11 January 2011

Deals Gone WIld (aka "What Drives Massive Startup Valuations?")

A few months ago, I wrote a blog post on startup valuation that presented a table of normal or “typical” price ranges for startups depending on the sector and stage of development, among other things. You can view that post (and the valuation table) here.

But what about the outliers? What drives the sky-high valuations and manias we occasionally see around a deal? What about the deals we all envy and aspire to do?

In short, what creates valuations such as the $2B for LinkedIn, $2.1B to $3.7B for Twitter, $5.5B for Zynga, $6.4B to $7.8B for Groupon, and last but not least, the $42 to $70B for Facebook? (estimated ranges, based on recent secondary market trading).

While every deal is unique, here are three of the top startup valuation drivers of "deals gone wild": 

Founders who have done it before (ideally at a name-brand company). The premise here is that a proven jockey will figure out the best way to win the race. And while history is generally a decent predictor of future results, other success-determining factors probably come into play too. For example, ex-founders of “hot” startups often find it easier to attract top talent (e.g, FourSquare, Square, and Quora), which in turn draws in more top talent. In addition, seasoned founders have presumably gained much of the scar tissue and lessons learned from navigating companies to a successful exit the first time around. 

A leadership position in a winner-takes-all market. Some startup business models benefit from so-called “network effects,” which means that as the number of participants grows, the network becomes incrementally (or exponentially) more valuable to each new member. Social networks like Facebook and LinkedIn work this way, as do services like Groupon. The ultimate result is the creation of the Borg (for Star Trek fans) or a snowball rolling downhill (for non-Trekkies); in other words, an entity that sucks up all the customers in a market space as it gathers mass and momentum, and that produces a dominant new platform leader. In my view, this is the biggest driver of deals that go truly wild.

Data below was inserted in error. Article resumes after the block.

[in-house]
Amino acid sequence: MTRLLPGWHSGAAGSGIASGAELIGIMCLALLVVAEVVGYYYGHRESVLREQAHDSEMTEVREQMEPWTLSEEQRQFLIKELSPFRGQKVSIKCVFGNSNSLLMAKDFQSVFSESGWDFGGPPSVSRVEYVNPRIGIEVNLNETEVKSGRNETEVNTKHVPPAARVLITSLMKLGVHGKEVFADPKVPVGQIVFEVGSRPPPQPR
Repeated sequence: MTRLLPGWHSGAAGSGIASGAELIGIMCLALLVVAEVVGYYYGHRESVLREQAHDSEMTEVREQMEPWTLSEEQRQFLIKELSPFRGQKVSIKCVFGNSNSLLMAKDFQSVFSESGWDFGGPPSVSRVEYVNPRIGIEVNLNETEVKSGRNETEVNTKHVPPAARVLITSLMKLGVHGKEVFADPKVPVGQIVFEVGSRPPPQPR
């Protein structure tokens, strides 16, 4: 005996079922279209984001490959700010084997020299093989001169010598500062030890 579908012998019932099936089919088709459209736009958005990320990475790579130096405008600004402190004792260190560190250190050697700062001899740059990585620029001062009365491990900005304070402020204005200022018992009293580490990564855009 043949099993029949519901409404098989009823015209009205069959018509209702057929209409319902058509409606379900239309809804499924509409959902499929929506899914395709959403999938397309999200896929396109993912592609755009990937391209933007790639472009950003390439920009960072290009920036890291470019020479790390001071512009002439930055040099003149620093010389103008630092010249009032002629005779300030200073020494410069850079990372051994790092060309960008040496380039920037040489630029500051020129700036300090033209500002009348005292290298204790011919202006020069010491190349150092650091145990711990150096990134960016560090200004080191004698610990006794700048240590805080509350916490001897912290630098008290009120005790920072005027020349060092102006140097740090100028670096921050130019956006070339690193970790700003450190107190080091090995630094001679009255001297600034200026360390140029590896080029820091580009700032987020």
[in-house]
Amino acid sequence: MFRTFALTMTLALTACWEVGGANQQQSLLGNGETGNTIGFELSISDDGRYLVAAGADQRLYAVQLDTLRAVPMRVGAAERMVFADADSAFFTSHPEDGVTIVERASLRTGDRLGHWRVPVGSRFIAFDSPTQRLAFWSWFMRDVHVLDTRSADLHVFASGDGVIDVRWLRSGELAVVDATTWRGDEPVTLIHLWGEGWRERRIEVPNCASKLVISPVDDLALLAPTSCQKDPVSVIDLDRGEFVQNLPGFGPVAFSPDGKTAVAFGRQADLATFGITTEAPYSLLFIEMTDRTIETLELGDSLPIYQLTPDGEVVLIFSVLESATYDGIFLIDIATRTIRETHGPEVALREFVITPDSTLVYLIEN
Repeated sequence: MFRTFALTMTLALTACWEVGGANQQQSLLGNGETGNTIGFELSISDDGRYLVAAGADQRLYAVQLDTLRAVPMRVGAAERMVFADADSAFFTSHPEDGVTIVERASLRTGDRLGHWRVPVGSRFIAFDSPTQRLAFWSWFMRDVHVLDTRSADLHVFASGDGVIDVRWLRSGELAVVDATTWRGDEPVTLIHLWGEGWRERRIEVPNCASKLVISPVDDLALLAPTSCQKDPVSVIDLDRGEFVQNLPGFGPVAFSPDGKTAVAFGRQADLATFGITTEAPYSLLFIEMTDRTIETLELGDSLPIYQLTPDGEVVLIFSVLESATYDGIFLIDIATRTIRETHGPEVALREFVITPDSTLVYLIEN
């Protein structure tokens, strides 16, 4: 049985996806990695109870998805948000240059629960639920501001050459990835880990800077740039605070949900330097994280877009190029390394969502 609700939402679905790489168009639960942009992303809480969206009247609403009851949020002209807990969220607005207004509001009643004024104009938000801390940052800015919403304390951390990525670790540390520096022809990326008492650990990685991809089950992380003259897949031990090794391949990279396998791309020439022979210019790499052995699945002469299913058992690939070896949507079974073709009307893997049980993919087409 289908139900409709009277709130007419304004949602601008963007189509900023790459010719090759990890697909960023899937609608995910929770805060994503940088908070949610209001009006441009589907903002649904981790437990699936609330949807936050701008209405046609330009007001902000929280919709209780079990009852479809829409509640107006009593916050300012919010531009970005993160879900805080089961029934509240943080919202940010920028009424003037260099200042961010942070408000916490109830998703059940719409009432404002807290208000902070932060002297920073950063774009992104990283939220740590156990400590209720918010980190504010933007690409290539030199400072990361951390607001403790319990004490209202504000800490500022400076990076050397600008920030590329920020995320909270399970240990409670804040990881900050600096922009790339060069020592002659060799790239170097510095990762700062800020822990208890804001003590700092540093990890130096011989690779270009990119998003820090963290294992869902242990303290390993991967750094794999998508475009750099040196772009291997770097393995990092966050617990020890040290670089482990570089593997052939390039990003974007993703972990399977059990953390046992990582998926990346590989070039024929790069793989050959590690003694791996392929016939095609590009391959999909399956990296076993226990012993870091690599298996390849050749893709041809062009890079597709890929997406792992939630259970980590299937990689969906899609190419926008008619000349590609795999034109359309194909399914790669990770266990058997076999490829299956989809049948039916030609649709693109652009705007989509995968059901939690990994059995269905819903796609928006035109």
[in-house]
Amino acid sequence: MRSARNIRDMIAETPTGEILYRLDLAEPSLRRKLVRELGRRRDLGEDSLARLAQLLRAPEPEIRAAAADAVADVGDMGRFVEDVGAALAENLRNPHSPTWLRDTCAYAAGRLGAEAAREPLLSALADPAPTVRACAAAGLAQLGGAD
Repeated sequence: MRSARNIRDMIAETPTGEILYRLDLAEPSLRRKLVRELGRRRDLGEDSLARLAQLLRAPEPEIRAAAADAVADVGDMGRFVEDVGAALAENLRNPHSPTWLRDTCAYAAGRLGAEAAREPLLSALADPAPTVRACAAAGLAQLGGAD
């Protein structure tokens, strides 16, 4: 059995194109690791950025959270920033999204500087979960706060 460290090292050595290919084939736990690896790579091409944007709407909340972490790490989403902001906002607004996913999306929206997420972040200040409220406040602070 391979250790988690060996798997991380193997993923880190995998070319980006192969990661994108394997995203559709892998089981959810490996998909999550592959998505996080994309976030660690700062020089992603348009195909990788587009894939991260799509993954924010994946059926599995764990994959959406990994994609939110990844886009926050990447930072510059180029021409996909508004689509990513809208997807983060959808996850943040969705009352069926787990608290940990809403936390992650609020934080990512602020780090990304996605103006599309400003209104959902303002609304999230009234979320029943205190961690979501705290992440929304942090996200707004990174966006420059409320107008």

Profitability from Day One. Some startup business models are, quite literally, profitable almost from the get go. Assuming the startup has achieved some baseline level of engagement, stickiness, and (ideally) viral growth, the investment bells go off the moment that ARPU > CPU; or, in simpler terms, each new customer brings in more revenue than it costs to acquire them. At that point, it becomes less about the business, and more about the opportunity to arbitrage that delta through increased marketing spend. In such cases, funding is a no-brainer, and it simply becomes a function of figuring out how large the company can grow, and how quickly capital can be pumped into it. The virtual goods space with its almost zero creation and transaction costs, and the online gaming space in general (especially those that feature low cost-to-create casual games like Zynga) fit this model.

Granted, there are typically many other factors at play when valuations skyrocket, such as general frothiness at the secondary markets, implied validation by a trusted party (such as the Goldman deal with Facebook), or a hot exit or IPO environment. But in my view, the three factors above are at the core of most hot deals, particularly in the Internet space.

What am I missing? When you put on your CSI hat and analyze the scene, what other causes of 'deals gone wild' do you see? What do you think drives huge startup valuations?

1 comment:

  1. I'd say the primary variable is the traffic growth curve with a brand that looks like it's going to establish itself firmly in the cultural psyche.

    Think of the value of hit TV shows during the golden age of TV advertising back in the days when tens of millions of people were watching the best shows every week. The market thinks that monetizing 100 million eyeballs is easy.

    The web is the new TV.

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